Tuesday, September 1, 2009
The First 500 words (raw)
Saturday morning Sept 8th, 1900:
“Gimpy, Walters just told me that you relieved him from the wheel. “
The pause that followed belied the old pilot's weighing of his words.
“Aye, Cap’n. If we’re gonna take the Lark into this mess, then I reckon it’s for the best that I be steerin’. Besides, Walters ain’t never piloted a sidewheeler before and I figure you don’t need the Canal Authority givin’ you grief for somebody chewin’ up their banks with a paddle wheel.”
“And I suppose you just want to go ahead and stay at the wheel once we get into Galveston Bay?”
“Aye. That, I do.”
Covey crouched below the stairs leading up to the pilot house, clutching the covered tin tankard of coffee with both hands. The boy felt no qualms about eavesdropping on the conversation above, as he had no doubts that he had been sent with the coffee for the purpose of doing just that. The crew already knew Captain Wallenbrech’s intentions, now they wanted a report on Gimpy Simmons true thoughts on the matter.
Although no greenhorn to riverboats, Captain Eli Wallenbrech’s rank came by dint of his ownership of the Lark, as opposed to any experience based promotion. He could be counted on to pilot the boat himself in a pinch, and possessed a decent grasp of every job on board. The crew didn’t doubt his competence in most situations, but when it came to piloting a riverboat, Gimpy Simmons had no peer.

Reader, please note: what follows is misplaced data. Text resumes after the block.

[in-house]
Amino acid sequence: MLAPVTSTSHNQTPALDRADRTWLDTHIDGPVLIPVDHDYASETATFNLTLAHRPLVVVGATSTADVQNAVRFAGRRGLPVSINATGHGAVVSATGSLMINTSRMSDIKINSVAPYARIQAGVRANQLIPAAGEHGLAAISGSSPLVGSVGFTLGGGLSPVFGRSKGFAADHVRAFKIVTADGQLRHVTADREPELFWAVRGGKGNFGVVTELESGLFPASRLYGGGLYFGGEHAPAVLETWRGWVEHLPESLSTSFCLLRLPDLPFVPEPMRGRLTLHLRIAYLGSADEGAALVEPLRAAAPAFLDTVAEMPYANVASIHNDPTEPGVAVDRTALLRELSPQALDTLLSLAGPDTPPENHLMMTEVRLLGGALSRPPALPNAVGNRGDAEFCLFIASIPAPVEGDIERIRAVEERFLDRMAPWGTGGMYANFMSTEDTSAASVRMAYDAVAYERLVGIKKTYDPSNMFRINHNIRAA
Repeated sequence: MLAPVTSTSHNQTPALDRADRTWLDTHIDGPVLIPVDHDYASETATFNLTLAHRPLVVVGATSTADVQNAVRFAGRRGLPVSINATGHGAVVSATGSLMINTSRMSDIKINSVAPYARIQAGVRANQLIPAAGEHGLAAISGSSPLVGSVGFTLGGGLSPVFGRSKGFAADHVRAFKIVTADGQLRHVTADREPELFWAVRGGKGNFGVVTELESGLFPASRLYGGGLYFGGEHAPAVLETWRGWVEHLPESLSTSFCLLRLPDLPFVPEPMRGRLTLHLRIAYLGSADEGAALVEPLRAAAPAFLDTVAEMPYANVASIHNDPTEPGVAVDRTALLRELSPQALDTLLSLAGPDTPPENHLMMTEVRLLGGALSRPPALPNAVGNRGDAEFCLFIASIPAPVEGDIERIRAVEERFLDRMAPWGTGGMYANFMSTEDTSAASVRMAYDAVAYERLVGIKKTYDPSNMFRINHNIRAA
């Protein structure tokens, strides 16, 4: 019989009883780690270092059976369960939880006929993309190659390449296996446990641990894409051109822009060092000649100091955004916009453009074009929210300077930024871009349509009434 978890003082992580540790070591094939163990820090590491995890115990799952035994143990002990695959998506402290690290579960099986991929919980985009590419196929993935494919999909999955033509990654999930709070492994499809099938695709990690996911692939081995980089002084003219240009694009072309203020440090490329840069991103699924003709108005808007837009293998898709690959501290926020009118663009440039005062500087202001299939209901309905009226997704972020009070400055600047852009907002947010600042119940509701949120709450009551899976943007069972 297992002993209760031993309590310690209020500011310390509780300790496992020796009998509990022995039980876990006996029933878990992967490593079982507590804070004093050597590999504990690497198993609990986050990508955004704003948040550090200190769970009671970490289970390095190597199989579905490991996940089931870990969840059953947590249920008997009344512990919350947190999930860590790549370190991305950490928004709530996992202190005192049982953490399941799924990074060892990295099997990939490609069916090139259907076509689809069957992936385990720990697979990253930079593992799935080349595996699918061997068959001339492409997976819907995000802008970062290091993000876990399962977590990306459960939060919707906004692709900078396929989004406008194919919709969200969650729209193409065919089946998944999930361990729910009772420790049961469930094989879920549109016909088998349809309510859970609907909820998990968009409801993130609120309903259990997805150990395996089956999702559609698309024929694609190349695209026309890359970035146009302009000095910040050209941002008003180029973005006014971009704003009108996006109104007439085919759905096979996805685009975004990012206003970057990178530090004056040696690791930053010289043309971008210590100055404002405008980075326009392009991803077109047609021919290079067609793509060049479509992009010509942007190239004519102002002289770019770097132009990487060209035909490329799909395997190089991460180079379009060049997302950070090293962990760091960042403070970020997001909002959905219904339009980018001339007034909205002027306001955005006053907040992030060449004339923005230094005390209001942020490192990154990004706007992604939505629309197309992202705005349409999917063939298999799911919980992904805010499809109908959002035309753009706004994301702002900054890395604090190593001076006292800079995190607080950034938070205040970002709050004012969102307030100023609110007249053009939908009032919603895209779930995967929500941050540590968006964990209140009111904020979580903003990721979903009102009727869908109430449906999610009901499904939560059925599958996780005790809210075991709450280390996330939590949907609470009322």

The grizzled old codger, with his confederate gray pilot’s hat and corncob pipe, had guided paddlewheel craft, both stern and the rarer sidewheelers, over the waters in this area as long as anybody could remember. A relic of a former era, before steam driven propellers began to come into their own, it seemed fitting that he piloted one of the last known sidewheeler packet ships in the rivers and waters around Galveston Bay.
“Gimpy, I’m guessing you were wantin’ to dock and ride out whatever’s coming back at Brazoria, weren’t you.”
“No Cap’n, I wasn’t.”
“No. Truth be told, I’d rather we turned this boat around and git back as far north up the Brazos as we can.”
Covey could tell by the old vet’s voice how he clenched his teeth around that beat up pipe of his and imagined him squinting out over the wheel as he talked. The smell of tobacco drifted down to him in the heavy air, mingling with the scent of coffee he held.
“Are you serious, man? Look at that sky. There’s hardly a cloud in it. Surely we can beat whatever gale is coming to Galveston. Especially with the wind coming out of the north like it is.”
Gimpy’s grunt of a reply barely reached Covey’s ear, and it didn’t carry the sound of a man convinced. It ended the conversation though, as the next sound was the clomp of the captain’s boot on the top step. The boy retreated further into the shadow under the stair, and warily eyed Capt. Wallenbrech's descent.